- Staying up all night to check a heartbeat with a fetal monitor
- Not leaving the house because of a fear of getting hurt and causing harm to the fetus
- Compulsive, unscheduled trips to the doctor to check the pregnancy
- Avoidance of anything strenuous, even simple things like walking up and down stairs
- Excessive reassurance-seeking from doctors, loved ones, and friends
- Constant reading and researching about ways to prevent miscarriage
People diagnosed with OCD will experience both obsessions and compulsions—though these compulsions may be difficult to identify. Often, many areas of a new mother’s life, like work and relationships, are severely affected.
How to ease your fears of pregnancy loss
Depending on the severity of your fears about miscarriage, self-help techniques may or may not provide adequate relief. Still, it’s worth knowing some common lifestyle habits that you can do to reduce stress that could be leading to worry. If it’s possible to prioritize sleep, keep stress levels to a minimum, and have a support network around you, you may find that your worries and fears become more manageable.
This does not mean, of course, that an early bedtime or moment of peace will do the trick. If you find yourself experiencing a high level of fear and anxiety around miscarriage, then evaluation by your doctor and a mental health professional may be warranted. If you notice that your thoughts about miscarriage are also linked to compulsive behaviors to try to tamp down the worries, then working with a specialist who treats OCD and has experience working with Perinatal OCD in particular could also be very valuable.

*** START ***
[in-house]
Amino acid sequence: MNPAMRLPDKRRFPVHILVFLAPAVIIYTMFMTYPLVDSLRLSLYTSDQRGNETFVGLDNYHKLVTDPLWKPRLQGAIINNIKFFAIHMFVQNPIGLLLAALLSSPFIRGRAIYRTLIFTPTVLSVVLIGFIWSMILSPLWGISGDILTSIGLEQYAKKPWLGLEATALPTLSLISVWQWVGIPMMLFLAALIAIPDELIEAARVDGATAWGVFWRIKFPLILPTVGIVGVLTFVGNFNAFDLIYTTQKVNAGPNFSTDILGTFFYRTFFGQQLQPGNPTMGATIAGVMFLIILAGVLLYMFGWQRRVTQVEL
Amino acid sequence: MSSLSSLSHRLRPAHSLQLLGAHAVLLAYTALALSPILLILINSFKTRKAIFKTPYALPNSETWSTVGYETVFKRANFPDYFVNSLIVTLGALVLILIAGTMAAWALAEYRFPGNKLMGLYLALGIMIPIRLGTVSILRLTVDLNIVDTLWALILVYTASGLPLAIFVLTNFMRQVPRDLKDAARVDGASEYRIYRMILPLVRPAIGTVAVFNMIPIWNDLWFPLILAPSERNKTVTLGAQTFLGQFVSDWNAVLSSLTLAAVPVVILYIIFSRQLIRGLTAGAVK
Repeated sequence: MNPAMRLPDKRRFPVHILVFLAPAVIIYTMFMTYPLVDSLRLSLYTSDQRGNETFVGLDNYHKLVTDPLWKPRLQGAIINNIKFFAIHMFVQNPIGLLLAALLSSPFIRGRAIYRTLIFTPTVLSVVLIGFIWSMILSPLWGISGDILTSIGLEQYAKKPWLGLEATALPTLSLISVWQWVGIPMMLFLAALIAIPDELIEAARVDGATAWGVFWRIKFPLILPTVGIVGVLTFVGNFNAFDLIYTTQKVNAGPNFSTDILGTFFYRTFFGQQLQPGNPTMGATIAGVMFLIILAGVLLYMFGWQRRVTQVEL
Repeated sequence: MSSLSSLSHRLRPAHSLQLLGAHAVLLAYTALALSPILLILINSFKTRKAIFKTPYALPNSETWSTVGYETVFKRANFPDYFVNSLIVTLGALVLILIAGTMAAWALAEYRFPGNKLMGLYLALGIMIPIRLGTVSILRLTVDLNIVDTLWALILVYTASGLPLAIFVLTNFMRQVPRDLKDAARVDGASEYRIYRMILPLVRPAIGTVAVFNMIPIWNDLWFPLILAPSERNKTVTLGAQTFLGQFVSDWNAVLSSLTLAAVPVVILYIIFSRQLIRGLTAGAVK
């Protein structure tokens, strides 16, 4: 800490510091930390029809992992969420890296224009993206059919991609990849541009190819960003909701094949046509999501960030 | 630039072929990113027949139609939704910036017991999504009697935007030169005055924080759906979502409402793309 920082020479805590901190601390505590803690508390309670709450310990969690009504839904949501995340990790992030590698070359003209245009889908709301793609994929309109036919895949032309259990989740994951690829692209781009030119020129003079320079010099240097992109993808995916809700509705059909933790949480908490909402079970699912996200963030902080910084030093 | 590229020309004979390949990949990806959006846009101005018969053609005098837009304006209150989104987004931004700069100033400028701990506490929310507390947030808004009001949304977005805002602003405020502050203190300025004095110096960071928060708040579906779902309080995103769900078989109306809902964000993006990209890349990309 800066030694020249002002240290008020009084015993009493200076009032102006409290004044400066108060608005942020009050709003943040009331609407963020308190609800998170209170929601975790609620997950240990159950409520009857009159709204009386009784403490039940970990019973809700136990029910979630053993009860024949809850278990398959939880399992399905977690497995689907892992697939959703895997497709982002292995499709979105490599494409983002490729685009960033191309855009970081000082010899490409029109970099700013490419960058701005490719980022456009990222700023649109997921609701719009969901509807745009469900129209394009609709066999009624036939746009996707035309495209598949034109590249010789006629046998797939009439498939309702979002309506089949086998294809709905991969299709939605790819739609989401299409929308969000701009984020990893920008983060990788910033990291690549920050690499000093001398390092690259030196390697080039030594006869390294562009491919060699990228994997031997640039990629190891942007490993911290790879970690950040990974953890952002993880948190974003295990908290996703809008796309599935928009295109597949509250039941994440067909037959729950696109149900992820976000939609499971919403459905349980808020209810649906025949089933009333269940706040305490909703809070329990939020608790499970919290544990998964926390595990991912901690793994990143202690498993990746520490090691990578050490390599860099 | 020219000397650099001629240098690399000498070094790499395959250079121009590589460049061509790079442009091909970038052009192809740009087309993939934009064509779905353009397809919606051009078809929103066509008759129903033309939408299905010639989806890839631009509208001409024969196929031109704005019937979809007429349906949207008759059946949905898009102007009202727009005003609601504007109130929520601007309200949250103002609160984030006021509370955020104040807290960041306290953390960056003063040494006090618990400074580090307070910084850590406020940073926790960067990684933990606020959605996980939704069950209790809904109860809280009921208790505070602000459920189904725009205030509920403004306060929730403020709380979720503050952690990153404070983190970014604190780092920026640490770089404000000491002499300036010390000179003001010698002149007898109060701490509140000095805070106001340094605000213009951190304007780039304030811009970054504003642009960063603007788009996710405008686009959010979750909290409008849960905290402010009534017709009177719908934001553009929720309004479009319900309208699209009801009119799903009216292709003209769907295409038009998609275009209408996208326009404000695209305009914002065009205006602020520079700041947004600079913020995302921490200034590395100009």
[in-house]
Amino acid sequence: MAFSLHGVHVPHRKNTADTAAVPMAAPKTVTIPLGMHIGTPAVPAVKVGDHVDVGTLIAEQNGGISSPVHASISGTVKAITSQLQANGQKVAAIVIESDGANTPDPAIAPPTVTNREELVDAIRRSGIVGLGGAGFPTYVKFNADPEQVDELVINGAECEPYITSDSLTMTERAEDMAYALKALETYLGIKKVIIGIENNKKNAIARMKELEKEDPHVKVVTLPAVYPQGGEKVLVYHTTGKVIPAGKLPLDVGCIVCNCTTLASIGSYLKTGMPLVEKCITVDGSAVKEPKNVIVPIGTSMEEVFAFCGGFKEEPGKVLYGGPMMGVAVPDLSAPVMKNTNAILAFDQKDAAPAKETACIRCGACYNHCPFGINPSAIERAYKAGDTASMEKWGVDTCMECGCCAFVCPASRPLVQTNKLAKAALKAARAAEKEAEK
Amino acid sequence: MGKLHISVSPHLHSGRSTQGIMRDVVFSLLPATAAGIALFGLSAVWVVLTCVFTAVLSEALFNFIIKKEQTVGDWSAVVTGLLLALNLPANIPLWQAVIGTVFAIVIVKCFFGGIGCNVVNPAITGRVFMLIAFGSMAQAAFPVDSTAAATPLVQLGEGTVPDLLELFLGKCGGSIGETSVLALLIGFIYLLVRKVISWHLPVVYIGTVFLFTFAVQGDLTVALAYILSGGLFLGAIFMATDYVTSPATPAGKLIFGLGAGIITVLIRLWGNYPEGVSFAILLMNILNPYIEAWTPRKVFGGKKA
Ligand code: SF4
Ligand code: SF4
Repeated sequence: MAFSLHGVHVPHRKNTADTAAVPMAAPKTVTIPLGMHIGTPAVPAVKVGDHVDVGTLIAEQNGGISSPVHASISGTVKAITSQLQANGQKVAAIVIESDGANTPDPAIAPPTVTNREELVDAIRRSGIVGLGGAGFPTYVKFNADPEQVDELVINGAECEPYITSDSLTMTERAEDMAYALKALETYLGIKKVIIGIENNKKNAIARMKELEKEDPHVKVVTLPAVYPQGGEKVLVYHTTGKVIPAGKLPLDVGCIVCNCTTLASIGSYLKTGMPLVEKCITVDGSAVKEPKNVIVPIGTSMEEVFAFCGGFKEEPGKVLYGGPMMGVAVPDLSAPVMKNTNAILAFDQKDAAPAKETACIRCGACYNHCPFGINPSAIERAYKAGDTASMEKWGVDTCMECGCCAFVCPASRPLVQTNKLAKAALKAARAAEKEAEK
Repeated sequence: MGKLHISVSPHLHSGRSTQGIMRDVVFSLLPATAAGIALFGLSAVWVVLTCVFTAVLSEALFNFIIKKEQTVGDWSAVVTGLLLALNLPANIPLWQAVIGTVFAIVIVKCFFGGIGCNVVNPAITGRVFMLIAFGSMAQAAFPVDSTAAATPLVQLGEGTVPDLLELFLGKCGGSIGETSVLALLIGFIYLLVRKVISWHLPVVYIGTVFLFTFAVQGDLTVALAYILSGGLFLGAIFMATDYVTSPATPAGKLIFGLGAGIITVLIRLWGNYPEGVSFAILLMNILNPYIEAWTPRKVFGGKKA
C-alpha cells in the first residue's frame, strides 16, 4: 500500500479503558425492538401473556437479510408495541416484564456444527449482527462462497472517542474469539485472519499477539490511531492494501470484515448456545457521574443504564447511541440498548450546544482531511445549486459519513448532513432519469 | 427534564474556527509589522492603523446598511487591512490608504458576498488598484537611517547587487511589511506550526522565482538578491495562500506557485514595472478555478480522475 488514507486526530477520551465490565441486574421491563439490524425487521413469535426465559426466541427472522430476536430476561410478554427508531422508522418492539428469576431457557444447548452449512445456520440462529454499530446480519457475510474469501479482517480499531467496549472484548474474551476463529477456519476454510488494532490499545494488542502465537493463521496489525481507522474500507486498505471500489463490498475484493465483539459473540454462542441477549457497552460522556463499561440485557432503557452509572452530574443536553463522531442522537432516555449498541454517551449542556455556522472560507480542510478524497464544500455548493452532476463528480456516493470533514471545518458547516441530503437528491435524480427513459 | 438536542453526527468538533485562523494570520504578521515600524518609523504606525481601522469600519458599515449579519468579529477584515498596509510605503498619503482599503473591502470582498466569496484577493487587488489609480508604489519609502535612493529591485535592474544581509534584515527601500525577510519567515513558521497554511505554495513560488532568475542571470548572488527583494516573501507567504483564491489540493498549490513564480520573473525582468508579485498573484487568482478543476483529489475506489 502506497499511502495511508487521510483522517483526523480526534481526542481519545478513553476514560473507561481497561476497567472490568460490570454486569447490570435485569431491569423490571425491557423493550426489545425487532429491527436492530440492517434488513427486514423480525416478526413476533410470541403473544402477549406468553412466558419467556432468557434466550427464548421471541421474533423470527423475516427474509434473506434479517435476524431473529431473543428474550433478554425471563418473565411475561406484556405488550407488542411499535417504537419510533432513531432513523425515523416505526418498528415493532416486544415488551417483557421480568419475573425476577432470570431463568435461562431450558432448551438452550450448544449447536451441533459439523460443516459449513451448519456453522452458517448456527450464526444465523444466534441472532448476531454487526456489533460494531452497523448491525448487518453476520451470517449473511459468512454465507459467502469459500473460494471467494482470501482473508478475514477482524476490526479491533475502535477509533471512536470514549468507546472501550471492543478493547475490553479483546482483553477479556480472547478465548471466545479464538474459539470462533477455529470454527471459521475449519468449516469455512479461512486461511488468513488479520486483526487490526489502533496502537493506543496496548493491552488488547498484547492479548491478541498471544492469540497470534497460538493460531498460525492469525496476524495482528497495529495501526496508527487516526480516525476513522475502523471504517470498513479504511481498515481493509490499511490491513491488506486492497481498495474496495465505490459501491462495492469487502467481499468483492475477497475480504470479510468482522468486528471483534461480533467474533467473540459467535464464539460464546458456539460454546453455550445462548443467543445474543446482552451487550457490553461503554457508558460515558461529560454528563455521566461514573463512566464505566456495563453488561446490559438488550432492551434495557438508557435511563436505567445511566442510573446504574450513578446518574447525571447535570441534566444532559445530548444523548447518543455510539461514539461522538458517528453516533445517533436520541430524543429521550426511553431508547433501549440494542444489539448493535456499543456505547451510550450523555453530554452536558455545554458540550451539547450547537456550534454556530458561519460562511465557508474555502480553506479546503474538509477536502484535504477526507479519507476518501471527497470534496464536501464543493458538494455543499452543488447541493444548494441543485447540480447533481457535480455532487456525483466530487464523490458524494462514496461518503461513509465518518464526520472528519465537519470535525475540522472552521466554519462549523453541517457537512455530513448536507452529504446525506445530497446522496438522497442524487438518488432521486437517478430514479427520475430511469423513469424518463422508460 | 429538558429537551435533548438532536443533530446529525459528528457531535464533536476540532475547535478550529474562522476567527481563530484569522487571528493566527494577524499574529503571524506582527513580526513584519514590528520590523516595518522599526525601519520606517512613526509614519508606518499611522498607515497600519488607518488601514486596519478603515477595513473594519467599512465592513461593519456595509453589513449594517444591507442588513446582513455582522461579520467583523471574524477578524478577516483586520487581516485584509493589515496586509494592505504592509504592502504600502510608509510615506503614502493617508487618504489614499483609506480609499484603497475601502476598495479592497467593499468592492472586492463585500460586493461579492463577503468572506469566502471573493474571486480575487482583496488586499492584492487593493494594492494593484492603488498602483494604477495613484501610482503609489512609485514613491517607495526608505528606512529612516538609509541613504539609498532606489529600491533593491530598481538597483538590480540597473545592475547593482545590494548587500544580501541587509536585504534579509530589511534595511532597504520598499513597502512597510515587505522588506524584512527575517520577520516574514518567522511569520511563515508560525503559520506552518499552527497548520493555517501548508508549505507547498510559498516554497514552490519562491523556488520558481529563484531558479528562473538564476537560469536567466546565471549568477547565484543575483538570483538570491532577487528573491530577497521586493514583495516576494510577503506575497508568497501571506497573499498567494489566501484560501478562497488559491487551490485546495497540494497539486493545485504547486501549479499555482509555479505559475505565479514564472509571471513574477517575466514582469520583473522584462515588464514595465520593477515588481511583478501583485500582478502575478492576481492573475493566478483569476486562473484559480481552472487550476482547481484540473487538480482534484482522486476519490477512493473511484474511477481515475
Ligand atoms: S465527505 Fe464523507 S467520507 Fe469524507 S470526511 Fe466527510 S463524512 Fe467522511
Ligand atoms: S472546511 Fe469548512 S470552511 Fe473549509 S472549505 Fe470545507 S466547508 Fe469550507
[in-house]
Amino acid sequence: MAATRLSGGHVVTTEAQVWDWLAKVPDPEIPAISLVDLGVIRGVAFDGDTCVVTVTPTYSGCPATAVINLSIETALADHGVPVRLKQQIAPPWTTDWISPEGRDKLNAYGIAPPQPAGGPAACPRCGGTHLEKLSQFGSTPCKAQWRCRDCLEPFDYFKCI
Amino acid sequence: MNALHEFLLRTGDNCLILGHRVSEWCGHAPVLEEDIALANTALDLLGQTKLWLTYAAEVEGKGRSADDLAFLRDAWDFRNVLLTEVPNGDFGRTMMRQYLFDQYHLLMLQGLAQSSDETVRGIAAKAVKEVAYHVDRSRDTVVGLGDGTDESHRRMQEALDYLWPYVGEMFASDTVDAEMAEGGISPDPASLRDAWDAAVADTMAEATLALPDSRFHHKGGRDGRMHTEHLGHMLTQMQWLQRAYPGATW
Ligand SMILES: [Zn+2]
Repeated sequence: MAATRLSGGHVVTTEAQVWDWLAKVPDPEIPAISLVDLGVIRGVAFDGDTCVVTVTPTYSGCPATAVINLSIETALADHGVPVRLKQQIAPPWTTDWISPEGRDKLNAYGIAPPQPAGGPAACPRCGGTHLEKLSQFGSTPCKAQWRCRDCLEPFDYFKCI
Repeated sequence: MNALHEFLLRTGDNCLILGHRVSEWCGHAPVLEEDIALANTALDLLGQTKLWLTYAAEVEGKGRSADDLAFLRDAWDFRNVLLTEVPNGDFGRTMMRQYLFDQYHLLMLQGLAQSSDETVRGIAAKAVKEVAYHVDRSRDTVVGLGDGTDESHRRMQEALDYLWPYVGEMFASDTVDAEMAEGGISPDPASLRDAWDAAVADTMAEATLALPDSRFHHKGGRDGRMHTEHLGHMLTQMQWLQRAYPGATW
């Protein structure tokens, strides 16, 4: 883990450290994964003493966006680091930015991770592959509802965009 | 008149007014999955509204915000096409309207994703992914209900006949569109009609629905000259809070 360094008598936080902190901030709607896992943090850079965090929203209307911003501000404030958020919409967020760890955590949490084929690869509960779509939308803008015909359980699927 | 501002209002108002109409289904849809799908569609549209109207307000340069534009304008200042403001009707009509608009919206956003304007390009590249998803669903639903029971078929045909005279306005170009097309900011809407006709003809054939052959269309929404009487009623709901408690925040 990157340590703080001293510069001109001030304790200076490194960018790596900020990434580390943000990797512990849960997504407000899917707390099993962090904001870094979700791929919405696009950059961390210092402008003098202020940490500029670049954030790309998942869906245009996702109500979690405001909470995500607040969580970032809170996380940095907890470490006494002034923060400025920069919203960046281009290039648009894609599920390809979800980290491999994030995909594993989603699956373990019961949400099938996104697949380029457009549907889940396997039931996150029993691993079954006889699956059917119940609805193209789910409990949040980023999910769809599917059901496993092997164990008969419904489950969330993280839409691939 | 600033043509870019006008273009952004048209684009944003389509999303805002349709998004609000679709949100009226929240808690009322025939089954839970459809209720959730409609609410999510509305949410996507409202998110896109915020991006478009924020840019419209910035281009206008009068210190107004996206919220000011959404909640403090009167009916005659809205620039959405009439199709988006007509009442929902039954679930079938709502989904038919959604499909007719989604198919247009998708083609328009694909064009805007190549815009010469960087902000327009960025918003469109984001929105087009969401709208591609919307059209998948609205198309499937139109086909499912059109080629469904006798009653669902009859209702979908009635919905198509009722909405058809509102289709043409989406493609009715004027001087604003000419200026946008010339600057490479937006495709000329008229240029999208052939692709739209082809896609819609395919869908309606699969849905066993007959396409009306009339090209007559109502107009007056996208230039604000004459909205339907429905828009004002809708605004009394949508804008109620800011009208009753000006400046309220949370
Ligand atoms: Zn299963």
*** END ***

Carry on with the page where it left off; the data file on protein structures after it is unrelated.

Here at NOCD we have trained professionals that can evaluate your symptoms and help you with next steps. For Perinatal OCD, as with all subtypes of the condition, the most effective form of treatment is a form of therapy called Exposure and Response Prevention, or ERP. ERP is the gold standard treatment for ERP, with decades of research backing up its effectiveness.